Mincher Koeman LLP to lead prosecution instead of Crown or province, reinforcing Siksika sovereignty
The partners in a Calgary law firm given a contract to prosecute by-law infractions on Siksika Nation say they pursued the opportunity because they wanted to take part in a huge step forward in Indigenous self-government.
"We applied because we wanted to be part of something very important, giving Indigenous sovereignty when it comes to the legal system," says Lynsey Mincher, partner with Mincher Koeman LLP. Siksika Nation recently hired the firm to act as Siksika's By-Law Prosecutor – believed to be the first office of its kind in Canada.
Mincher's colleague, Andrew Koeman, says: "When we saw the RFP [request for proposals], we took a long look. There was nothing in place that created an Indigenous prosecution office, like what you would find under the Police Act allowing for aboriginal police forces."
Koeman adds that the firm "jumped at the opportunity to be involved in something that had never been done before here before."
Rather than the Crown, province, or municipal governments, the new Siksika prosecutor's office will enforce the nation's by-laws in provincial court. Anyone who enters Siksika lands will be subject to the nation's by-laws as passed by its Chief and Council.
The Crown has typically prosecuted criminal cases on first nations' lands, but there has been a gap regarding by-law enforcement, says Siksika Nation Councilor Samuel Crowfoot.
"In listening to members of our community, we noticed some gaps in services," he says, specifically on enforcement of infractions that by-laws would typically cover.
Crowfoot is a native of the Siksika Nation but has worked in the United States as a prosecutor for a tribe in Arizona and as a tribal judge in New Mexico. Programs under which first nations can prosecute their laws are more common in the U.S., Crowfoot says. "When I came back, I thought, 'Why isn't this something we could do here?' And we discovered that it was possible. This is important because it exercises our sovereignty and bolsters our inherent rights."
While Siksika doesn't have many by-laws in place right now, Crowfoot says that with the prosecution office open, the first by-laws likely to be developed locally would include rules around trespassing and banishment, residency status, and protection for elders and vulnerable people. Serious criminal matters will remain under federal jurisdiction and courts.
There were many submissions to the RFP, some from large firms, Crowfoot says. However, Siksika chose Mincher Koeman because it had worked with the firm on projects in the past and understood that the by-laws had to originate from within the community rather than be forced upon from outside. "There was pressure from some big law firms to come in, but essentially drive our agenda and not the other way around."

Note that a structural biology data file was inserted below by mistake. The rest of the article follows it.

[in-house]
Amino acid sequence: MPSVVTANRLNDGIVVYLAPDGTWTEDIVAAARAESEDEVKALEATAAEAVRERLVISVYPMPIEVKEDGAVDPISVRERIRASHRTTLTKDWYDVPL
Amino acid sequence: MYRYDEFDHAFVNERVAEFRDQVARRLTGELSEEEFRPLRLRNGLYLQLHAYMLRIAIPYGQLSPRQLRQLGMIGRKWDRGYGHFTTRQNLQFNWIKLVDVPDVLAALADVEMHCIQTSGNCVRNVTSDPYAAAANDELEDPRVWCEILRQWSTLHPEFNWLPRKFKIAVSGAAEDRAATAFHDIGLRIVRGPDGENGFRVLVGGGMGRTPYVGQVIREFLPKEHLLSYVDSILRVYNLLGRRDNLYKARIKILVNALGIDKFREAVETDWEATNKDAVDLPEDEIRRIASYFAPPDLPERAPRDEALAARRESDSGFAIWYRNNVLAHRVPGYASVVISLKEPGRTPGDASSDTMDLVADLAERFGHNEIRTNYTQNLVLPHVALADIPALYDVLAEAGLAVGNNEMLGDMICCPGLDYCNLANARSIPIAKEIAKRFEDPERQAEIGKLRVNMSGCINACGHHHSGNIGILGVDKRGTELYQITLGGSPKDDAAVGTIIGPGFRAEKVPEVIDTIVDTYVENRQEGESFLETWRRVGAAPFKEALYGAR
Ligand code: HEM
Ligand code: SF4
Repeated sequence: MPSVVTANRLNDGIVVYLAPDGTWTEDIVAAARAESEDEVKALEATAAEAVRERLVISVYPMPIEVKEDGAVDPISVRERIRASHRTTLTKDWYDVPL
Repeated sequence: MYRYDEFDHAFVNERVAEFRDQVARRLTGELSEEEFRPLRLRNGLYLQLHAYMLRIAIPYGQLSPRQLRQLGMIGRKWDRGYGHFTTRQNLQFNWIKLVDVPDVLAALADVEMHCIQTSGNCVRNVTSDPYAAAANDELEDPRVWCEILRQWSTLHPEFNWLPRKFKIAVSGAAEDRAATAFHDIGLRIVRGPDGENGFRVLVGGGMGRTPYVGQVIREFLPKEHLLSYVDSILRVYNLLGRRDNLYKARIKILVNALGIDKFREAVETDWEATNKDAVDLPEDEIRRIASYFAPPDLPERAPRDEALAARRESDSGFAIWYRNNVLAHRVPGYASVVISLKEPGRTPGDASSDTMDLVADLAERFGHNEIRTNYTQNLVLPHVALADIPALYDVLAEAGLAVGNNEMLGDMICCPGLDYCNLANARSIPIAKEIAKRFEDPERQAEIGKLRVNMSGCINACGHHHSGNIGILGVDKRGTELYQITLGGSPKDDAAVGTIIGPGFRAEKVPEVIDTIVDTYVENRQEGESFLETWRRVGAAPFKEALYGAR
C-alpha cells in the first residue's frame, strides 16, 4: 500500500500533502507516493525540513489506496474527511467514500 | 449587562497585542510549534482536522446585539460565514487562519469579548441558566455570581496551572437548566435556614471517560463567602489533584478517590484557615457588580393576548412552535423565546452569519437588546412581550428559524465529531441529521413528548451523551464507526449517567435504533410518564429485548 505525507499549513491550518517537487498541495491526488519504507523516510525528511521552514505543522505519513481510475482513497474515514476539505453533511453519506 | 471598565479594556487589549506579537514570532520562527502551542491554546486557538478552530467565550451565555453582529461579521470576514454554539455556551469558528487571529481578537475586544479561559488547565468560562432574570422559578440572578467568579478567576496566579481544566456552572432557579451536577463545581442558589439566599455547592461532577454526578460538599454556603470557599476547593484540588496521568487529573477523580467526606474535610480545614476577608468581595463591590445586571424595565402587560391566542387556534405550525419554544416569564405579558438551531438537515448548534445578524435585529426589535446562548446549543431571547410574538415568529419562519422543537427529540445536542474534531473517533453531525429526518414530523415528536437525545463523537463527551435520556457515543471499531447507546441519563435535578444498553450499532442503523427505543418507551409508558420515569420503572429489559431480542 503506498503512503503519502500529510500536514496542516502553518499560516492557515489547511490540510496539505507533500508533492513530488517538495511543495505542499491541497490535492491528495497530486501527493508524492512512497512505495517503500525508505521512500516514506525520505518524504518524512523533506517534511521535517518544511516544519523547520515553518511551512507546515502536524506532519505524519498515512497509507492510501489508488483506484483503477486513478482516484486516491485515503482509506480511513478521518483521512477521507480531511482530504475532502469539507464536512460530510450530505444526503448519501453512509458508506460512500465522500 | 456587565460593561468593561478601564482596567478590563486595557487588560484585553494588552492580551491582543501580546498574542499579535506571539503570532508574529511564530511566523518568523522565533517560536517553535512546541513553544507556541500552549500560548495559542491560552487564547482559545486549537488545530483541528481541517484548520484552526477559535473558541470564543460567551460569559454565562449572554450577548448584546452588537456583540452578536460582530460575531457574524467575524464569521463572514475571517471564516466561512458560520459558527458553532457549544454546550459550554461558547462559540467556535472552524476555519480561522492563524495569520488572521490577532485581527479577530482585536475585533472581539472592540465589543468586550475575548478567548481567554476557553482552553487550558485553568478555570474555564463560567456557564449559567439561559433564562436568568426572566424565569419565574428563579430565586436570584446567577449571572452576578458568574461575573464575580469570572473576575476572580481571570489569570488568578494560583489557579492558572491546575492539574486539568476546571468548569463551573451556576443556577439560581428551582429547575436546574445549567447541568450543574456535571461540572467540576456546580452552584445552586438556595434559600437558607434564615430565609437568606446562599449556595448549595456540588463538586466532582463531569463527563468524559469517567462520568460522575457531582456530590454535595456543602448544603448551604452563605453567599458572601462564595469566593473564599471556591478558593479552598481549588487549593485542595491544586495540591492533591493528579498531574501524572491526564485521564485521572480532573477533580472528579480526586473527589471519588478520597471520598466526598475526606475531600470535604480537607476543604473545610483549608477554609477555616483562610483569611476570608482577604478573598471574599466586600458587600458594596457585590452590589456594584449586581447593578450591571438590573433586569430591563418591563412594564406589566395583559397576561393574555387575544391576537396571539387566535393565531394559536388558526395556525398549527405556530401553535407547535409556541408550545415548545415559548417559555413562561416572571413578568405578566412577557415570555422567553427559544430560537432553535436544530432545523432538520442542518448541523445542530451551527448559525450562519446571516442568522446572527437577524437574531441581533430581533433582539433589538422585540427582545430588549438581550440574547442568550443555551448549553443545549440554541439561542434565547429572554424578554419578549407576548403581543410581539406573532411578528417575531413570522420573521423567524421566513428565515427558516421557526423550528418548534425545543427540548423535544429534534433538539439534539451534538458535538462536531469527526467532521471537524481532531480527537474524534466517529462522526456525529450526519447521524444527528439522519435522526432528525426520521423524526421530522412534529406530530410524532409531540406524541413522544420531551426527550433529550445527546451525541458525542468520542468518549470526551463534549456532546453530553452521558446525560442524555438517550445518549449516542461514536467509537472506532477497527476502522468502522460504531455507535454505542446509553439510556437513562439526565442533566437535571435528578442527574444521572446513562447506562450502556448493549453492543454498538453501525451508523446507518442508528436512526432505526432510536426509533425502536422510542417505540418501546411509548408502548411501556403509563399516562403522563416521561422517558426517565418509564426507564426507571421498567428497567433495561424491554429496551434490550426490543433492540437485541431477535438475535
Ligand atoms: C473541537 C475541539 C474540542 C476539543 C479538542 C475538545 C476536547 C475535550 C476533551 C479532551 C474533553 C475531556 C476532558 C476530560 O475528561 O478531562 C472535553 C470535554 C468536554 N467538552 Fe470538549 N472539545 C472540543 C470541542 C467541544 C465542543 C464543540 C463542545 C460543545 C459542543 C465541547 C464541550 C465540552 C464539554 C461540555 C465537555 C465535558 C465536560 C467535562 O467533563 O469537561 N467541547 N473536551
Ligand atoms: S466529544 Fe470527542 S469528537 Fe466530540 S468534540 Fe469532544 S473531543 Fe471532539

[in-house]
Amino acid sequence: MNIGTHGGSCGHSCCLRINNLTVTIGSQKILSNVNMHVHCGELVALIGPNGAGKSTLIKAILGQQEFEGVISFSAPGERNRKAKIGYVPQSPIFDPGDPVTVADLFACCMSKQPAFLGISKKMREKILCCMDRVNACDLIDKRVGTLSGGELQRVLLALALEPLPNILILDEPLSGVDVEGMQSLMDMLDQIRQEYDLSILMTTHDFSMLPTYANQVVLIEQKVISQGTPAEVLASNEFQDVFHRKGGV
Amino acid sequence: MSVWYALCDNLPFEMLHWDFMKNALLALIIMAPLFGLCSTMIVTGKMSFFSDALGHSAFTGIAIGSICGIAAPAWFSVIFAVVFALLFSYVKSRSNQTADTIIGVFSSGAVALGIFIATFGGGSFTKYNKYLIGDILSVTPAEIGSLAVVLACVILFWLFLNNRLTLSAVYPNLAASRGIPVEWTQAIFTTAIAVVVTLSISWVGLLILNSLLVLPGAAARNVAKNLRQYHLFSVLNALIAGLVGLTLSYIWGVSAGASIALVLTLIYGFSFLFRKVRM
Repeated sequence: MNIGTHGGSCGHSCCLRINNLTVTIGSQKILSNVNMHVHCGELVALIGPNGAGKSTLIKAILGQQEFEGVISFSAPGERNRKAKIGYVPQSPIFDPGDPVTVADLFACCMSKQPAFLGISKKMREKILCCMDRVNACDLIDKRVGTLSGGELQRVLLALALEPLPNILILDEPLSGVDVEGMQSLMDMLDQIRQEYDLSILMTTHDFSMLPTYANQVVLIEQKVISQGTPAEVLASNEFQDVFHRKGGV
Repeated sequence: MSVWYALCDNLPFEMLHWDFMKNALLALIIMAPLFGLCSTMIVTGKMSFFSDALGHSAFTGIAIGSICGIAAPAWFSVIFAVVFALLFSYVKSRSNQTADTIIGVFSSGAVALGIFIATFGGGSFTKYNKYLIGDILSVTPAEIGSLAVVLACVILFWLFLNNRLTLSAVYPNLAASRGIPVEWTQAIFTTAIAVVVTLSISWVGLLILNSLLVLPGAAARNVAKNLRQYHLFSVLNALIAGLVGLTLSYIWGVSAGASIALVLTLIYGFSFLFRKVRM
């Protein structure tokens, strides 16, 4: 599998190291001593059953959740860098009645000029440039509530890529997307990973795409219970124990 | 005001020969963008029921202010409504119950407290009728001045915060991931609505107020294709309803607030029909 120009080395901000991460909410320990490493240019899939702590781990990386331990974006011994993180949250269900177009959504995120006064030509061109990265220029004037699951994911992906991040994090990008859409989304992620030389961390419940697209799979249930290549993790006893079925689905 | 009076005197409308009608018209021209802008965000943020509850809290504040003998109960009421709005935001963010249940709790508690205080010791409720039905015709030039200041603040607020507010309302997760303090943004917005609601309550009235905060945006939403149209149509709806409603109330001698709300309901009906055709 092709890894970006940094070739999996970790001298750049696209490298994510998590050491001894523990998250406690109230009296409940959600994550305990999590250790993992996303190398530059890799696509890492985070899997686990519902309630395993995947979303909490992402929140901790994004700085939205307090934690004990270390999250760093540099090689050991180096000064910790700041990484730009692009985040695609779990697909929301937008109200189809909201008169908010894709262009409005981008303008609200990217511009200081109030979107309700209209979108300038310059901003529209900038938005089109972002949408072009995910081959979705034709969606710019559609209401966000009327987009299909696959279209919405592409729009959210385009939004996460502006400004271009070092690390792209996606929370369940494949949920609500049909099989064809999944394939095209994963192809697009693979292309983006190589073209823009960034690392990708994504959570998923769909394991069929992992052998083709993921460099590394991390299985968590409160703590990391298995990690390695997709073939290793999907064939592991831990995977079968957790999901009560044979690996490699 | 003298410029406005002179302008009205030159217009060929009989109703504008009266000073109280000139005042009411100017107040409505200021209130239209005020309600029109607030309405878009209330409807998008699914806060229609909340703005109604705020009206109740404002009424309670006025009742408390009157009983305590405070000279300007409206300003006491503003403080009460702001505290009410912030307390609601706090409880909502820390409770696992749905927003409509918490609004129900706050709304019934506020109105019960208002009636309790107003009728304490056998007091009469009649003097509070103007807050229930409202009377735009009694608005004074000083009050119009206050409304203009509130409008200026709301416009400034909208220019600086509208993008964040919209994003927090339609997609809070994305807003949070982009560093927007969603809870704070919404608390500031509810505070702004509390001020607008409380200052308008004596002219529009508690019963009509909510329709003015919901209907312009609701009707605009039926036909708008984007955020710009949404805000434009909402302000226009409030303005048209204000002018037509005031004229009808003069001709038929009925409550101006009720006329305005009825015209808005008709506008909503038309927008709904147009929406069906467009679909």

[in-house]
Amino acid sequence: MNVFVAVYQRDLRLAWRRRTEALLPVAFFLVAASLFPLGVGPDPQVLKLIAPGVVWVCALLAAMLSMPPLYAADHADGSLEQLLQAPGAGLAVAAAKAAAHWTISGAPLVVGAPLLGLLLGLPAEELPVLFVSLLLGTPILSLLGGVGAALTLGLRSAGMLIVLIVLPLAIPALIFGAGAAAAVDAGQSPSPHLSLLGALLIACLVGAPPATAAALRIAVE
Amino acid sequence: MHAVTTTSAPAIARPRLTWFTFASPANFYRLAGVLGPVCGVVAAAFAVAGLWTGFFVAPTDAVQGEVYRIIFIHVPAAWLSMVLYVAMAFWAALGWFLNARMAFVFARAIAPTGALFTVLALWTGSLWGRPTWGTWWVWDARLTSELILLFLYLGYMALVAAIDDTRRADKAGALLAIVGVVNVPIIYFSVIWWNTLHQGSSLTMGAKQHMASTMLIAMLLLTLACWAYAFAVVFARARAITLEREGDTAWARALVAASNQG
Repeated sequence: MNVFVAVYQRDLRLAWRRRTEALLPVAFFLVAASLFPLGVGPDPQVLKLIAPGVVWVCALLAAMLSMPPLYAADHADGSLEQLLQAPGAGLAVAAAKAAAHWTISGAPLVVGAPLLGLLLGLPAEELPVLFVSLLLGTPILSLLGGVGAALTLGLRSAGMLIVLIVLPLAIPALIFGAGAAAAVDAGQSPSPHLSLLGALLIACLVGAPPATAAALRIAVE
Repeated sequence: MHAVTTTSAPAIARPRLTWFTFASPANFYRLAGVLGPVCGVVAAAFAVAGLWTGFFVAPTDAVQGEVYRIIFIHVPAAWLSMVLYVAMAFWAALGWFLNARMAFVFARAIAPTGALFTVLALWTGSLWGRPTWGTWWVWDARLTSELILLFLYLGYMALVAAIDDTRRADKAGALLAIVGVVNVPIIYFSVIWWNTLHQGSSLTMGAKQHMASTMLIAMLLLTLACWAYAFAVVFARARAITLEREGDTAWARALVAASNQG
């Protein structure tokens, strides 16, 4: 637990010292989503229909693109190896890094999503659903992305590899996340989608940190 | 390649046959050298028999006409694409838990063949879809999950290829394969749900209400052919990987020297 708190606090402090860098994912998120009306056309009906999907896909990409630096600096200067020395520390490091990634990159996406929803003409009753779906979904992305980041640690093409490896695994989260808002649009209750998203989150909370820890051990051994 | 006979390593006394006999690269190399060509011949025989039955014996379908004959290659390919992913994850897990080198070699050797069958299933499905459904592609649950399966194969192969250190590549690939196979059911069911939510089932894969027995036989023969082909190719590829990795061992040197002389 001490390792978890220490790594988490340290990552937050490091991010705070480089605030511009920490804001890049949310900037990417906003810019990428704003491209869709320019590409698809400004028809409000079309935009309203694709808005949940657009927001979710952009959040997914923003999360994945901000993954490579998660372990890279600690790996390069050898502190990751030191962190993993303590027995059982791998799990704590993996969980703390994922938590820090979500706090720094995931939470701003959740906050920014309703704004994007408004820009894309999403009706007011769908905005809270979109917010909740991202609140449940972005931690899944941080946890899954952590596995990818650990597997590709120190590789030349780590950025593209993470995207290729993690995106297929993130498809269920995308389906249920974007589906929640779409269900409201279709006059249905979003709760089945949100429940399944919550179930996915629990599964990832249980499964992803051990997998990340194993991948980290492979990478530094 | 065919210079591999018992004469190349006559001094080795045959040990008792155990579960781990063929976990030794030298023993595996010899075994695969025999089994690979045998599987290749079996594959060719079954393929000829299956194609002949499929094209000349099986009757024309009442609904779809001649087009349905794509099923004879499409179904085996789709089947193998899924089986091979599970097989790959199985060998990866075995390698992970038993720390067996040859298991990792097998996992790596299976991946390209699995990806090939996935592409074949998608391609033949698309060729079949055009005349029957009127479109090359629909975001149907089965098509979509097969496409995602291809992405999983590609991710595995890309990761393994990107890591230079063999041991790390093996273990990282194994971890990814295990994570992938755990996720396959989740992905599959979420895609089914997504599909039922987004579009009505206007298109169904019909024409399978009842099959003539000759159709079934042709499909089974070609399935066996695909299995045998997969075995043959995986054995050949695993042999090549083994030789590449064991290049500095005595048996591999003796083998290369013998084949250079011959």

Mincher adds that without the ability to prosecute, even existing by-laws – such as safe distancing during COVID-19 - were not being prosecuted. "And if no one is prosecuting them, what's the point of having them? So we came on board and said we'd love to be part of this." There was also no way to channel fines back to the reserve, and issues had arisen with the RCMP, which had been responsible for policing Siksika.
Crowfoot, trained as a lawyer, says the Indian Act allows first nations to sentence people to up to 30 days in jail or impose a fine of up to $1,000. These are hefty penalties that would enable first nations to flex their authority, Crowfoot notes. However, in developing Siksika by-laws, the prosecutor's office will keep the community's culture and values at the forefront and not simply adopt provincial or federal laws already on the books.
"This will give us the chance to apply alternatives to incarceration, different ways of setting disputes that fits with our community," he says.
Mincher, who has prosecuting experience, says that consulting with the community and elders, in particular, will be essential in drafting new by-laws. "Our job will be to listen and take that information to develop by-laws and how to prosecute and enforce them," says Mincher, who will visit the community weekly.
"We don't want to just punish; we want to get to the root of the problem and change attitudes to stop these things from happening." While the office is still in its infancy, Mincher says the goal is to work with the community to develop by-laws that go beyond the "one size fits all aspects of colonial law." The goal is to establish clear standards of justice that can be understood by first nation members and those outside the community. "It's definitely doable, but it will take some out-of-the-box thinking."
Adds Crowfoot. "I think there needs to be flexibility and taking into account mitigating factors that exist on t First Nations. We wanted to go with a law firm we've worked with before who understands this."
In September, Siksika Nation and the federal government agreed to see the first nation take control of policing on its lands from the RCMP. Siksika used to have its own police, but that ended in 2002 with provincial and federal funding cuts. The RCMP detachment in Gleichenaw then took over law enforcement.
Siksika Nation, with a population of about 8,000 in about 700 square kilometres east of Calgary, is the second largest First Nation in Canada and a member of the Blackfoot Confederacy.
In June, Siksika was awarded a $1.3 billion land settlement with the federal government, which could go towards hiring more peace officers, re-establish a police service and creating other features of self-governance.